Feargus O'Sullivan is a contributing writer to CityLab, covering Europe. His writing focuses on housing, gentrification and social change, infrastructure, urban policy, and national cultures. He has previously contributed to The Guardian, The Times, The Financial Times, and Next City, among other publications.
Politically, that is.
There has been some unprecedented rearranging of the furniture on Germany’s political scene this week—one in which cities have been in the forefront. After a regional election Sunday, a new metro region now holds the country’s record for the highest levels of support for the Green Party (aka Alliance 90) the eco-focused, center-left party that has been a significant force (and sometime minority partner in coalition governments) since 1980. And it isn’t Berlin’s alternative-leaning Friedrichshain-Kreuzberg borough, which has been governed by the Green Party since 2006. It’s the southern city of Munich.
All of it, in fact. Across the 1.45 million-strong Bavarian capital, an unprecedented 42.5 percent of votes went to the Greens. That’s a very high proportion in Germany’s multiparty system, and a big score for the Greens: They outpolled the Merkel-affiliated CSU by more than two and a half times. It’s also a shock. Starchy and relatively serene Munich is a well-liked city in Germany; its wealth, sub-Alpine setting and old-looking (but often reconstructed) buildings generally earn it higher popularity ratings than gruff, sprawling Berlin. But Munich has a rather conservative, even slightly doughy reputation (though it’s seen as more progressive than its rural hinterland). In short, it’s an unlikely stage for political upheaval.
Indeed, the Greens are now the second party across Bavaria, a region associated with traditionalism and dyed-in-the-wool Catholicism, that has long been an unquestioned stronghold for the right. Certainly, the CSU still scraped to first place overall across the whole of Bavaria, while the Greens are not the most left-wing party in Germany’s parliament (that honor goes to Die Linke, a party originally formed from the successors of East Germany’s Communists and a splinter group from the SPD). The impression is somewhat as if the reddest state in the U.S. had suddenly gone wild for Bernie Sanders or Elizabeth Warren. So what on earth is going on?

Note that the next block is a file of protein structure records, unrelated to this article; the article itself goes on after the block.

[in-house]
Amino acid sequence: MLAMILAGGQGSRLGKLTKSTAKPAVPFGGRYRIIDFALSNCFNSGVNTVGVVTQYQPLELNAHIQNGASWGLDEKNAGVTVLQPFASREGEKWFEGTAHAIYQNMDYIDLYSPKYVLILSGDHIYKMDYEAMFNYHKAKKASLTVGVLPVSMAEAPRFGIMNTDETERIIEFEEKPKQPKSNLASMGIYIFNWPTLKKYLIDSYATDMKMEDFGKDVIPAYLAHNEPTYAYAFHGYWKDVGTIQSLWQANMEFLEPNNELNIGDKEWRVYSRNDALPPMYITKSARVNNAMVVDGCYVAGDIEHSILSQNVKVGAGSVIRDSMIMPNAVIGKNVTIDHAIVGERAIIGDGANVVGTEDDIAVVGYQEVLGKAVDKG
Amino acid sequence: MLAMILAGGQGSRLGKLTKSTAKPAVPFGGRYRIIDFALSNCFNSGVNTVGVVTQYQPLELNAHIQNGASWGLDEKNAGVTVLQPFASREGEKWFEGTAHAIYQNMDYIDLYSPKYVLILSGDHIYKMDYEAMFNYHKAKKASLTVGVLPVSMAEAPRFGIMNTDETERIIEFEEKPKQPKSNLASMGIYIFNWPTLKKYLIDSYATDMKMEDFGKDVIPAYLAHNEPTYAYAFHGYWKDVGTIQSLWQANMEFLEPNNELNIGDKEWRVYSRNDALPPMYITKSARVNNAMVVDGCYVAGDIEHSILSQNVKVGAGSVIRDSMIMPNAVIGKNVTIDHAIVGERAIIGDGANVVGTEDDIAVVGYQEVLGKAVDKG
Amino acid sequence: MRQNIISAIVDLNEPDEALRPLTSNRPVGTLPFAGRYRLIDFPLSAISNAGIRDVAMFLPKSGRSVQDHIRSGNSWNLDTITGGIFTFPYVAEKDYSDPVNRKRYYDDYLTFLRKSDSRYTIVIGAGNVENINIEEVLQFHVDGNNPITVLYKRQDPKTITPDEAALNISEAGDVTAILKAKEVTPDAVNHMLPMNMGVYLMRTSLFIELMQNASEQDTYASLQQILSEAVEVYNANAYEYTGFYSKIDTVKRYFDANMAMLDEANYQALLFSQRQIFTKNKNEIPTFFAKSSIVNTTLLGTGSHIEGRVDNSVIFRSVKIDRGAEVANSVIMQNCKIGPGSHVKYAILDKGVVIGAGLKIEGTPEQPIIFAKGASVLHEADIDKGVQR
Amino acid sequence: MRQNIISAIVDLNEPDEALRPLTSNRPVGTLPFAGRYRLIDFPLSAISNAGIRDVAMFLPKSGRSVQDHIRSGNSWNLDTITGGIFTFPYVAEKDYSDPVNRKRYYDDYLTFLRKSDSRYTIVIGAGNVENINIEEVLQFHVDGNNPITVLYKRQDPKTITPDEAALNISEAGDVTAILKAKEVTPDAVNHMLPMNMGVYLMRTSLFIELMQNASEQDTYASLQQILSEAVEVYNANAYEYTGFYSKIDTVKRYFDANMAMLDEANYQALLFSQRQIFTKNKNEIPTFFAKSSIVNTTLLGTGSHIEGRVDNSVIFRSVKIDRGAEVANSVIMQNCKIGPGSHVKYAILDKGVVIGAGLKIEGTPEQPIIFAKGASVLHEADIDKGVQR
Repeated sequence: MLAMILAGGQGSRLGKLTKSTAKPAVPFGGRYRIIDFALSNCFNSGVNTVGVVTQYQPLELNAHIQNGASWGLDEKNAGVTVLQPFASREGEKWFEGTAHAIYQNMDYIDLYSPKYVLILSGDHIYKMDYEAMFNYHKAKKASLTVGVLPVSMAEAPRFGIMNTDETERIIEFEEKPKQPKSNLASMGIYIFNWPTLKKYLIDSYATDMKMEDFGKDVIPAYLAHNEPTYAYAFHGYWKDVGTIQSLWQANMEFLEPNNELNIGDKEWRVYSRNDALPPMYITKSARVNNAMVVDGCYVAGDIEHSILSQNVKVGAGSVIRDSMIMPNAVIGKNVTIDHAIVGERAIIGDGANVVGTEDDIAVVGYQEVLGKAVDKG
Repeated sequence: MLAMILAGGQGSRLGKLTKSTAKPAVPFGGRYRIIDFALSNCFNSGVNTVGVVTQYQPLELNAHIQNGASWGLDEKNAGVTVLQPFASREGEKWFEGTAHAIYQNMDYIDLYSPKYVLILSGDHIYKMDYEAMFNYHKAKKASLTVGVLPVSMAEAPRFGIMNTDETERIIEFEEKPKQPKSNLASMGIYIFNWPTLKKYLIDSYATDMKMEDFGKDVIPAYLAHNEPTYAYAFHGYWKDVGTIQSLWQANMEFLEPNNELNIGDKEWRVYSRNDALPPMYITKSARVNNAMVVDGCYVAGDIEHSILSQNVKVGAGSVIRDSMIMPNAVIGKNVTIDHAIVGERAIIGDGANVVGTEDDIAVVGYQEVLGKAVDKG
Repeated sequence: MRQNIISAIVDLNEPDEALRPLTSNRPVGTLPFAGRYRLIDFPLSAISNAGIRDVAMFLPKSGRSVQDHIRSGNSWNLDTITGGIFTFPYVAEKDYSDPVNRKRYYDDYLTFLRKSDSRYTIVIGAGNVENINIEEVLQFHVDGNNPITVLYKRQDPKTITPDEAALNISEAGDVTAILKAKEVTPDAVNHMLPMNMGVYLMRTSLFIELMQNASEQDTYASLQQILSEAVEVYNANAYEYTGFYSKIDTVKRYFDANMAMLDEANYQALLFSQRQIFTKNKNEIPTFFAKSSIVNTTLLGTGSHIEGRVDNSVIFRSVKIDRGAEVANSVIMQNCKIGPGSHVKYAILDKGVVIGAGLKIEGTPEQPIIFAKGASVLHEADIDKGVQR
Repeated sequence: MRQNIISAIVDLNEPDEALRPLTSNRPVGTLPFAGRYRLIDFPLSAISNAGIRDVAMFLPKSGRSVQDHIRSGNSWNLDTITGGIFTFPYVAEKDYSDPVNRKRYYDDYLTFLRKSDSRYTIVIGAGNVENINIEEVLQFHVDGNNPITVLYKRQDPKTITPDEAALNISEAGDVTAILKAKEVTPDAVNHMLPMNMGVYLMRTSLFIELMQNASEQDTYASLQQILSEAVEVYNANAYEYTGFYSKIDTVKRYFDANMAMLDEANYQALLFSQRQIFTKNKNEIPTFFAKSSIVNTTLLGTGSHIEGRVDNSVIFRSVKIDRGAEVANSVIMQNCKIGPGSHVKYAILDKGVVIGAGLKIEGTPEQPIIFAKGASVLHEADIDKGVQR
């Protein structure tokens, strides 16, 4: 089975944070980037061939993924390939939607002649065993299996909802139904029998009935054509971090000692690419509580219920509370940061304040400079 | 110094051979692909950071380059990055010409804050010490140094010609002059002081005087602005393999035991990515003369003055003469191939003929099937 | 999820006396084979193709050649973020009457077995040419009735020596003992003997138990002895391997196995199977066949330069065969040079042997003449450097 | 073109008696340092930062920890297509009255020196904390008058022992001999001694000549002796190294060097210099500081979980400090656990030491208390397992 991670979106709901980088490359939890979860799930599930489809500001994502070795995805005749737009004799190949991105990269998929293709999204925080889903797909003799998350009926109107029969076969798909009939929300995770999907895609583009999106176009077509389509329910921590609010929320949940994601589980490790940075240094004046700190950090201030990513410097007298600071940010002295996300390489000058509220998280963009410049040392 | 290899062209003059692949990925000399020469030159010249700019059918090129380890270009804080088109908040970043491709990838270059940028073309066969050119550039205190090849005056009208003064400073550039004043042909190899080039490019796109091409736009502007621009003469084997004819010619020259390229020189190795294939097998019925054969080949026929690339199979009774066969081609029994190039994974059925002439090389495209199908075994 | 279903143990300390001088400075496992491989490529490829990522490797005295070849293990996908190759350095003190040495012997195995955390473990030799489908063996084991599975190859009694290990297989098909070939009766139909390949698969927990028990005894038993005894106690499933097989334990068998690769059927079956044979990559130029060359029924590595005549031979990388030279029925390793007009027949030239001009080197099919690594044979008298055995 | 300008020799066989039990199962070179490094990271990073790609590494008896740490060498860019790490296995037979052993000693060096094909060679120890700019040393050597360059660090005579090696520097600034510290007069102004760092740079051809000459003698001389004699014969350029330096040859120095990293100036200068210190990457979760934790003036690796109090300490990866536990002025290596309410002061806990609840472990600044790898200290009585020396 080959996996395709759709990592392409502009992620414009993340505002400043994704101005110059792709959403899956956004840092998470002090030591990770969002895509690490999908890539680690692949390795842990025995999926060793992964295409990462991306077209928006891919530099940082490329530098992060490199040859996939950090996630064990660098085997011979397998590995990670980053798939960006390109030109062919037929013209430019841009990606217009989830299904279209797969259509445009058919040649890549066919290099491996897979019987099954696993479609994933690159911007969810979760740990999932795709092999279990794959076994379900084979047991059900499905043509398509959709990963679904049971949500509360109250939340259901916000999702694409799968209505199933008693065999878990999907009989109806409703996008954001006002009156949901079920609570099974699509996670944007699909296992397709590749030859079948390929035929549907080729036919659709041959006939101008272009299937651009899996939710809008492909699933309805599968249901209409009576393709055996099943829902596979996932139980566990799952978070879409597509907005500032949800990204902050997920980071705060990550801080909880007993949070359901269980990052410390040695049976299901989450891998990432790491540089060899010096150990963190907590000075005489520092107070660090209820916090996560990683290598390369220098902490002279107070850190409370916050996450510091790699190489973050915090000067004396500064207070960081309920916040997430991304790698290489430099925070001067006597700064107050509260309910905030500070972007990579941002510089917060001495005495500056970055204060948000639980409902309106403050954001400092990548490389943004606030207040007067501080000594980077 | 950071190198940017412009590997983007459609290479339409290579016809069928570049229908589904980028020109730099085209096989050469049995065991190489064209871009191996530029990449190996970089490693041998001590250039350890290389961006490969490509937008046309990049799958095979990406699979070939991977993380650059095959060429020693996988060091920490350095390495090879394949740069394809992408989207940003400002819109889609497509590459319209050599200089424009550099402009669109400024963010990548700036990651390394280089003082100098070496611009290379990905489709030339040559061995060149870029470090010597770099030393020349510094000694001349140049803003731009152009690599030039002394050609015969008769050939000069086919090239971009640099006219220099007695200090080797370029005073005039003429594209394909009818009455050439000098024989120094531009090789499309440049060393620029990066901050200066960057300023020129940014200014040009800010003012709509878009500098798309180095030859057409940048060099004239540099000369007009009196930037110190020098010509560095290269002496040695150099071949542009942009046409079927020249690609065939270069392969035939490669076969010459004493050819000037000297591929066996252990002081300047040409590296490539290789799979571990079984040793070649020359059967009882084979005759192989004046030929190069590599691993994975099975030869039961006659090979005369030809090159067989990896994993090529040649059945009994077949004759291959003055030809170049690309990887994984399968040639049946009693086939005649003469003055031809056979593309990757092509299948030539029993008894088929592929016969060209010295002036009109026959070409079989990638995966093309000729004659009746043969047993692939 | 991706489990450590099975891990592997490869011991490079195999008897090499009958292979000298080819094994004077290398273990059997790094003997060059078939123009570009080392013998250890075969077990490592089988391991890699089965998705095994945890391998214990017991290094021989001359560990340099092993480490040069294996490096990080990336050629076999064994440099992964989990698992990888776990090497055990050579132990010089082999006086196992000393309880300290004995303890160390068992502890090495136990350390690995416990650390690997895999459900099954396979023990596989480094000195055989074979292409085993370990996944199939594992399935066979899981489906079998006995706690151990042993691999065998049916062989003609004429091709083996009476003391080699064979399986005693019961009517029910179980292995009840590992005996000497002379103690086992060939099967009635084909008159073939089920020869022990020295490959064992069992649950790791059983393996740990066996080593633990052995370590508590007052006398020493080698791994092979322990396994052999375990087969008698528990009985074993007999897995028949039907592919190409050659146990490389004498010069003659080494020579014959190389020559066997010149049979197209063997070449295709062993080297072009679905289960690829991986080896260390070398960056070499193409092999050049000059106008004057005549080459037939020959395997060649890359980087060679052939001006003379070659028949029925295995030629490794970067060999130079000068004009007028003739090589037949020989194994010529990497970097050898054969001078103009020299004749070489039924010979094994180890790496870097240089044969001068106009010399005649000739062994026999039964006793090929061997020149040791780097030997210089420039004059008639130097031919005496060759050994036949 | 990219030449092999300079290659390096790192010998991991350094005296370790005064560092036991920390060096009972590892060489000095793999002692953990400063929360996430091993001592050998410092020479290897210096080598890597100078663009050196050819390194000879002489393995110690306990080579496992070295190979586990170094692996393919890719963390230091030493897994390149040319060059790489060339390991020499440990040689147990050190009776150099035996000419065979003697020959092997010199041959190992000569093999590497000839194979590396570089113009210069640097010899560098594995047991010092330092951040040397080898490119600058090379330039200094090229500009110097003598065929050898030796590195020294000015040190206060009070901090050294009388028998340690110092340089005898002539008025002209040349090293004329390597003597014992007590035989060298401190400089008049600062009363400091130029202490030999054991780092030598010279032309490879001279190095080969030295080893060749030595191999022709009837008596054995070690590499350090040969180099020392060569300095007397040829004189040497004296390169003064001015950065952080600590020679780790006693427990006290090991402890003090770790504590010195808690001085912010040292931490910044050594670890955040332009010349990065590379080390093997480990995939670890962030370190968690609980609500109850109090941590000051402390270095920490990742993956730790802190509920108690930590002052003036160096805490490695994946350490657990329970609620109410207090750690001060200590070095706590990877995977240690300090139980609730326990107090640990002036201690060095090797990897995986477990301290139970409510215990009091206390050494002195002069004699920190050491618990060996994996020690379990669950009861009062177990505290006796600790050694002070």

The answer is interesting, but complex. For a start, the result isn’t automatically a rejection of Chancellor Angela Merkel, though she’s unlikely to be thrilled. Secondly, in a country where the rise of the extreme right AfD (“Alternative for Germany”) has caused real concern, it reveals that political affiliations are shifting across the board, and not just toward the right.
To make sense of the vote, you need some understanding of the basic cogs within German politics. For one thing, the faction that Chancellor Merkel represents nationally is actually made up of two parties. The largest is the CDU (Christian Democratic Union) of which Merkel herself is a member. Bavaria, however, has long been dominated by the CSU (the Christian Social Union), a sister party that, bar a brief blip in 1976, has always worked in tandem with the CDU and never fields candidates outside its home region.